Just the week before, it was announced that the Village School had achieved its “Good” report from Ofsted. What a complete travesty and dis-service to the children of Brent that the abolition of “Building Schools for the Future” meant that Copland missed out on its promised rebuild and was left to struggle on in an environment not fit for the 21st century.

We must all get behind the teachers and students of Copland and make sure that the real story behind this school is heard.

Jenny Cooper

NUT Health & Safety Adviser, Brent Teachers’ Association

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7 comments

  1. Heather Pomroy said:

    Hi. I am a retired teacher but still in the NUT. I used to attend the Brent NUT meetings. Just to let you know I fully support your protest. If there is anything I can do – sign a petition, write letters, help with admin (from home), please let me know.
    Heather Pomroy

    24 May 2013 at 4:11pm
  2. Neil Welton said:

    Who governs this country? Is it trade unions or the Government elected by the people? What right do trade unions have to block schools from becoming academies? You seem to forget that it was Labour who first advocated academy schools – and who then won three General Elections with the policy. A policy since adopted by the Conservatives who have also won the most votes cast in a General Election. If you want a new school building, you must simply become an academy school via a public and private partnership. This is because there is no money left. The country is broke. We are as good as bankrupt. Thanks again to Labour.

    28 May 2013 at 7:55pm
  3. Rodger said:

    Where does the money for a new school build come from?

    31 May 2013 at 8:05am
  4. Debs said:

    Neil, I think you will find that academies are funded by Central Government. Private sponsors contribute very little if anything to the costs of academies. So if central government pay for the schools why are private businesses allowed to run them? There is also a knock on effect for other local authority schools in the area as money is taken from the local authority and given directly to the academy which reduces the amount of services the local authority can provide and ultimately leads to job losses. I suggest you read the anti academies briefings so that you fully understand the situation as you seem to be misinformed.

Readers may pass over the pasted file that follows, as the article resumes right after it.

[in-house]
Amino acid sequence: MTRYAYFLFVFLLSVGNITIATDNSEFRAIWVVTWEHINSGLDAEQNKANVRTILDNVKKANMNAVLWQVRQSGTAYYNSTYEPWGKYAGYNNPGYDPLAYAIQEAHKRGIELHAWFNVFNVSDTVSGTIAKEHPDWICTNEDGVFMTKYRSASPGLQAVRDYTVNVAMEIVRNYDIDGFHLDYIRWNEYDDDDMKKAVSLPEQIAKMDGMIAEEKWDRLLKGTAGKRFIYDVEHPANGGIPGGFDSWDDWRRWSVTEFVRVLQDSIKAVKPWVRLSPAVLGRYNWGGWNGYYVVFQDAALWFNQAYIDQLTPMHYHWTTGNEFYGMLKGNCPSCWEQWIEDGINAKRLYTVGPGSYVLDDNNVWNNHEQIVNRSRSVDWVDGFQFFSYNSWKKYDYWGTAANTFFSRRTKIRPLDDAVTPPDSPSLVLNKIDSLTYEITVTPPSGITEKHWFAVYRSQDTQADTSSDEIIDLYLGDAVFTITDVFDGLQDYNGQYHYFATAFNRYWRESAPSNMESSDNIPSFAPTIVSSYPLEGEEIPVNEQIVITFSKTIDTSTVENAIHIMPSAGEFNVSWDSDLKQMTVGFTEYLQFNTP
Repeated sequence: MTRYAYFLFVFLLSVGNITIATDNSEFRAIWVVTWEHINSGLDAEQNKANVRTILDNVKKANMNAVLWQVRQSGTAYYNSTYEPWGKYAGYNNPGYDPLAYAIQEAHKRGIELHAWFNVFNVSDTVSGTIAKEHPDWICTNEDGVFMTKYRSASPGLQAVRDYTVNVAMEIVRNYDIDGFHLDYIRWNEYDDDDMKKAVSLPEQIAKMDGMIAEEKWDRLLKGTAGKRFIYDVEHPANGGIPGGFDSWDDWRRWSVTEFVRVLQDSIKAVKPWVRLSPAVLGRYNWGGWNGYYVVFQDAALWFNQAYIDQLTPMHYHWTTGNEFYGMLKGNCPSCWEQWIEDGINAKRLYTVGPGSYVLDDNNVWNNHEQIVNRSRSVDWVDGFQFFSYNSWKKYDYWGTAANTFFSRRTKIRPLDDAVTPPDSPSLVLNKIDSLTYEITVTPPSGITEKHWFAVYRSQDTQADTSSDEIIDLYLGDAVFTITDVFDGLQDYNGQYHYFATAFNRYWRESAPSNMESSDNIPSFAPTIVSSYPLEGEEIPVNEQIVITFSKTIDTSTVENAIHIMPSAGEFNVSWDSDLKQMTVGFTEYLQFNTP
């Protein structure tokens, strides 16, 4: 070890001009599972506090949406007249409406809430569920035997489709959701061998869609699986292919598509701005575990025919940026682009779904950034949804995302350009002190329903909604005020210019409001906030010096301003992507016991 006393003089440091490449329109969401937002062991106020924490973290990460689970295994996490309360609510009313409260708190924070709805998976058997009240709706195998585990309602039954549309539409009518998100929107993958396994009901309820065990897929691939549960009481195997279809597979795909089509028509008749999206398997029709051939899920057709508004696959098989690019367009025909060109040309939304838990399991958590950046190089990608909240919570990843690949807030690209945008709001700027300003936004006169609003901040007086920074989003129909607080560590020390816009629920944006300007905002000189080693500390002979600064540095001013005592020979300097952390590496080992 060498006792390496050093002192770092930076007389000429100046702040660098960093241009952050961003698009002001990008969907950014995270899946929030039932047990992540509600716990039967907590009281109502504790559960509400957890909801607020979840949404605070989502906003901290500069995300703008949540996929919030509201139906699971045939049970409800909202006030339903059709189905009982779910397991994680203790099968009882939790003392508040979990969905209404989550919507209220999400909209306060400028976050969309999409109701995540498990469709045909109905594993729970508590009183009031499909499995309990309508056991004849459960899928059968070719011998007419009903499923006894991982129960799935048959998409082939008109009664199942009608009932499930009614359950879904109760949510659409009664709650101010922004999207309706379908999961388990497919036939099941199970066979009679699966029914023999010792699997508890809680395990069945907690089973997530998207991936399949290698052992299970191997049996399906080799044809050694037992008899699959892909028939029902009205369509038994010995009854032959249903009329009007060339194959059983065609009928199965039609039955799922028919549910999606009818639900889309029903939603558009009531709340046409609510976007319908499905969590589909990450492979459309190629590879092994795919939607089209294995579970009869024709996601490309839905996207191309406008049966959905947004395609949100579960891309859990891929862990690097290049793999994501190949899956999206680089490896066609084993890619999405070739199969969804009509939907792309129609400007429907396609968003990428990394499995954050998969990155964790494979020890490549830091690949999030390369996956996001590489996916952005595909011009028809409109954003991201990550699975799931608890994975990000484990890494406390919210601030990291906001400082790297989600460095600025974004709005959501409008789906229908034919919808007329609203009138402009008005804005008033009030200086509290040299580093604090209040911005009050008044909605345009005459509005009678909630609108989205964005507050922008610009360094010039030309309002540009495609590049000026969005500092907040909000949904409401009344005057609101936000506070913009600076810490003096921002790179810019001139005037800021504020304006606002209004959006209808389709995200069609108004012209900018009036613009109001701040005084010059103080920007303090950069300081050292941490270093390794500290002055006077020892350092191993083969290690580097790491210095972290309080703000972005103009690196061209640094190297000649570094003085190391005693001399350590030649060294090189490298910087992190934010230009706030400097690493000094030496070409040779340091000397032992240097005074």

1 June 2013 at 9:54am
  5. Neil Welton said:

    Rodger. As Debs concedes academies are a public and private partnership. Debs. This means they’re part funded by the state and part funded by the private sector. The private sector runs them as it’s far more effective. Whether the local authority loses out and the jobsworths there lose all of their jobs is really neither here or there. Excellence is the focus.

    8 June 2013 at 4:31pm
  6. Debs said:

    Neil, I would be interested to know of any academies being part funded by the private sector. They receive funding directly from Central Government. Furthermore, the staff who lose their jobs at the Local Authorities are not “jobsworths”; they are trained and skilled teachers with expertise in special needs. Where is the research or evidence to show that the private sector is more effective? Finally, how disingenuous to imply that public sector employees do not strive for excellence n our schools.

    8 June 2013 at 6:59pm
  7. Rodger said:

    Neil, so you accept that private sponsors do not contribute to the costs.

    9 June 2013 at 8:31pm